The recent scandal surrounding secret waiting lists to cover up months-long waiting times at the Department of Veterans Affairs brought to light the shortage of doctors at the VA.  However, it also sheds light on an even bigger issue that affects the entire country's health care system---an impending nationwide doctor shortage. predicts the U.S. will be 91,500 doctors short by 2020, and more than 130,000 physicians short by 2025. 

So far, Houston and Texas have been able to buck this trend, according to Spencer Berthelsen, Managing Director of the Kelsey-Seybold clinics in Houston.  "Although we may not have all the population completely served, we do have a number of physicians in Houston who are still able to take additional patients," he tells KTRH.  Houston's strong economy and its many world-class medical facilities make this an attractive market for doctors.  There are also other factors working in favor of our region.  "We are blessed in this state with a number of medical schools that supply doctors, who then go out for graduate medical education and become either primary care physicians or specialists," says Berthelsen.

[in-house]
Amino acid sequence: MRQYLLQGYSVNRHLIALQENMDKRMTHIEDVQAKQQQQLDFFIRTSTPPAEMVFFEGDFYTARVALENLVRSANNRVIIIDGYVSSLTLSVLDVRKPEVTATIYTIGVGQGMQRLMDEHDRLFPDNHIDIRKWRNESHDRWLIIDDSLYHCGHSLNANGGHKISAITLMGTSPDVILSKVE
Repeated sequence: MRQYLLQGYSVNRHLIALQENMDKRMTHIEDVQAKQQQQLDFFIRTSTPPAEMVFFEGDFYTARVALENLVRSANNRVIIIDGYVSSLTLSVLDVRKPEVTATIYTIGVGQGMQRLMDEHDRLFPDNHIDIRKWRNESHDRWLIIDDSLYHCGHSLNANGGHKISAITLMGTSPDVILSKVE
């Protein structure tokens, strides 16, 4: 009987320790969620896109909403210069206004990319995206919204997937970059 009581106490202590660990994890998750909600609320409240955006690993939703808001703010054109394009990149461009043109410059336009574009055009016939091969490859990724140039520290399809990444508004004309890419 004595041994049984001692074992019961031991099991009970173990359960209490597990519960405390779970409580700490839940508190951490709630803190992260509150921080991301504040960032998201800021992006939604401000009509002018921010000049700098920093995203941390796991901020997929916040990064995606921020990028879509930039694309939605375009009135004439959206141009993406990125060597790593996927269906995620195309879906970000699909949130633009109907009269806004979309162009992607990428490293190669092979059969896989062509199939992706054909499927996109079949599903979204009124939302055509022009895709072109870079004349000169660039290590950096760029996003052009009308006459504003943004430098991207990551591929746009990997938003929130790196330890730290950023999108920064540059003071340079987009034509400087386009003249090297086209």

The present doctor situation in Houston looks much better than the rest of the country, but...  "That's not to say that will always be the case," says Berthelson.  "Particularly with the influx of patients gaining insurance through the Affordable Care Act (Obamacare), and with the increasing number of baby boomers that reach the Medicare age."  For those reasons, Berthelson predicts more patients will be seen by physician's assistants and nurse practitioners, and not necessarily by doctors.  "In the future, the population will require more physicians than we have now, both across the country and in our region," he says.